The upper and lower biopsy needle holders 16 and 18 include outwardly extending aligned movable upper and lower needle holder arms 22 and 24, respectively, which are conventionally configured to removably hold and position a biopsy needle (not shown). The end sections of the arms 22 and 24 have vertically aligned vertically extending apertures through which the biopsy needle (not shown) is inserted for positioning and insertion into a body part (such as a breast) to perform a biopsy. These arms are employed in conjunction with the probe holders as described below to accurately and consistently position the laser probe and thermal probe of the interstitial laser therapy apparatus. It should be appreciated that the holders and arms can be configured in other suitable manners. As illustrated in
More specifically, the probe holders 50 and 52 are preferably identical in shape size and material. However, they may be varied in shape, size and material.
In the embodiments illustrated herein, all of the laser probe and thermal probe channels are cylindrical; however, it should be appreciated that one or more of the channels may be formed in other suitable shapes and that different channels may be of different shapes. It should also be appreciated that the spacing between the channels may vary. It should further be appreciated that each of the size of the channels, shape of the channels, number of channels, and distance between the channels may vary depending on the type of procedure for which the channels are employed.
Referring again to
In operation, the laser probe 100 is removably inserted through the needle arm apertures (not shown) and the laser probe channels of the aligned probe holders, and the thermal probe 102 is removably inserted through one of the sets of the aligned corresponding thermal probe channels of the aligned probe holders 50 and 52. The thermal probe 102 is held in fixed position or distance relative to the laser probe 100 by the probe holders 50 and 52. The thermal probe 102 is also held such that it remains co-planar or substantially co-planar with the laser probe 100.
More specifically, to position the laser probe 100, the operator positions the upper probe holder 50 at the end of the upper needle holder arm 22 such that laser probe channels 70 a and 70 b (of the upper probe holder 50) are vertically aligned with the aperture of the vertically extending arm 22 (i.e., above and below the end of the arm 22). The operator then inserts the laser probe 100 through the laser probe channel 70 a, then through the aperture of the arm 22, and then through the laser probe channel 70 b. It should be appreciated that in this embodiment the probe holder 50 is maintained in position relative to the arm 22 by the laser probe 100 once inserted. At this point, the probe holder 50 is pivotally movable about the axis of the laser probe.
In this embodiment, the operator then positions the lower probe holder 52 at the end of the lower needle holder arm 24 such that laser probe channels 70 a and 70 b (of the lower probe holder 52) are vertically aligned with the aperture of the vertically extending arm 24 (i.e., above and below the end of the arm 24). The operator then pushes down on the laser probe to insert the laser probe 100 through the laser probe channel 70 a (of the lower probe holder 52), then through the aperture of the arm 24, and then through the laser probe channel 7 b (of the lower probe holder 52). It should be appreciated that in this embodiment the probe holder 52 is maintained in position relative to the arm 22 by the laser probe 100 once inserted. At this point, the probe holder 52 is pivotally movable about the axis of the laser probe.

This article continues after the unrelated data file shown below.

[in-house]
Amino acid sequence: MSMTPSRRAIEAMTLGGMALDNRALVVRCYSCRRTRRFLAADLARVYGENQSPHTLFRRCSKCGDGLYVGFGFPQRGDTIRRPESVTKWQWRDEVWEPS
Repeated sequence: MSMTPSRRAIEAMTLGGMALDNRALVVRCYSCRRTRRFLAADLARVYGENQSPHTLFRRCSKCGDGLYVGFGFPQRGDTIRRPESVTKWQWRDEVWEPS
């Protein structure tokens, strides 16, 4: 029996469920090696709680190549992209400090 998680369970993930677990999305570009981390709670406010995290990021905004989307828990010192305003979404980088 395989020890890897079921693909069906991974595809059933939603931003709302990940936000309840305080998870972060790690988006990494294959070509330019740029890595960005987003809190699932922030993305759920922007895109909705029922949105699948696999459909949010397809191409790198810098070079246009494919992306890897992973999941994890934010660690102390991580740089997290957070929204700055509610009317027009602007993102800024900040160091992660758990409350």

It should thus be appreciated that when the laser probe 100 is inserted through both probe holders 50 and 52 and through the arms 22 and 24, the probe holders 50 and 52 are each configured to independently to pivot about an axis of rotation extending substantially along the length of the laser probe 100. This enables the operator to position the laser probe holders in any one of a plurality of the different sets of positions relative to the laser probe. The operator can position the probe holders to select the plane in which the laser probe and thermal probe will be aligned.
To position the thermal probe 102, the operator selects one of the respective sets of thermal probe channels in the probe holders based on the operator's desired distance between the thermal probe 102 and the laser probe 100. This determination is also in part based on the size, shape of the tissue (such as the tumor) being treated and at least in part based on where such tissue is located. The operator inserts the thermal probe 102 through the selected set of thermal probe channels 72, 74, or 76 in the respective probe holders 50 and 52.
In one embodiment, the laser probe is inserted through the probe holders and arms, into the body part (such as the breast), and into the tissue to be treated (such as the tumor) before the thermal probe is inserted through the probe holders.
In another embodiment, the laser probe is inserted through the probe holders and arms but not into the body part (such as the breast) or into the tissue to be treated (such as the tumor) before the thermal probe is inserted through the probe holders, in this embodiment, after the laser probe and thermal probe are positioned, both are inserted into the patient. Also, in this embodiment, after inserting the laser probe, the operator may move the thermal probe to a different set of thermal probe channels before inserting the thermal probe into the patient.
It should be appreciated that the probe holders may be made from any suitable material such as a suitable plastic, a suitable metal, a suitable composite material, or any combination thereof. It is preferable that the probe holders are made of a material and are sized such that they do not interfere with the imaging device or unit. It should also be appreciated that the probe holder apparatus disclosed herein enable the probe holders to be easily moved or rotated out of the way of the imaging device.
Turning now to